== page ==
“hold out for nationwide constitutional carry and see what happens.”

            I’m not “holding out” for anything, but my judgment-call is we’ll get nationwide imposition of draconian carry permit standards, long before we get national constitutional carry; frankly because I’ve known more gun owners who got off on their own specialness as permit-holders, than who truly wanted to see constitutional carry. Virtually all of them would express reservations about what would happen if Those People could just pick up a gun and carry it, while loving their own permits as Official Certifications of their own status as Law-Abiding-Citizens.

            We both should recognize we are just applying our own judgment what will happen down the road. Only time will tell.

            1. “we are just applying our own judgment…”

              I’ll get accused again of playing the “Oldie” card, but, I have been an “activist” (or at least, a commentator) on more issues than just the gun rights issue, for lots of decades, and I know what predictions I made in say the 1980s, that came to pass (actually, to stay) within a decade or two; and which didn’t. As a rule of thumb the more pessimistic or cynical I was, the closer to right I was. That is what informs my judgment.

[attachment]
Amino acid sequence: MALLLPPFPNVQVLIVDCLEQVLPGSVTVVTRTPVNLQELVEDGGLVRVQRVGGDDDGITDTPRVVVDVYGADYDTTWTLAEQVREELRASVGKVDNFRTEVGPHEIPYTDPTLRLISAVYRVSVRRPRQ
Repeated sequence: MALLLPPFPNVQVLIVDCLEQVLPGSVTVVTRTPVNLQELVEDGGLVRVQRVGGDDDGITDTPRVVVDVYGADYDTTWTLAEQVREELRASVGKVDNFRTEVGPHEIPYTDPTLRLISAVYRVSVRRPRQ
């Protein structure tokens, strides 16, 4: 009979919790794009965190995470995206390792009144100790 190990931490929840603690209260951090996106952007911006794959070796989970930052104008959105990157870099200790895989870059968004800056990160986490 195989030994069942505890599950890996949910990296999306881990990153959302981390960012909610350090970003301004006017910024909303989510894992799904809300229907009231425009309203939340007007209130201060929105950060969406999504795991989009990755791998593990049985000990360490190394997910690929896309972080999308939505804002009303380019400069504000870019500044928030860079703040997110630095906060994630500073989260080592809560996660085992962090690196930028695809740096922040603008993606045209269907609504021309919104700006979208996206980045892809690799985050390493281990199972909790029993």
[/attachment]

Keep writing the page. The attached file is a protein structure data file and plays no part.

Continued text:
I should add that the gun rights movement is a special case for having its own echo chamber directing participants what to think, but I’ll just leave that one there.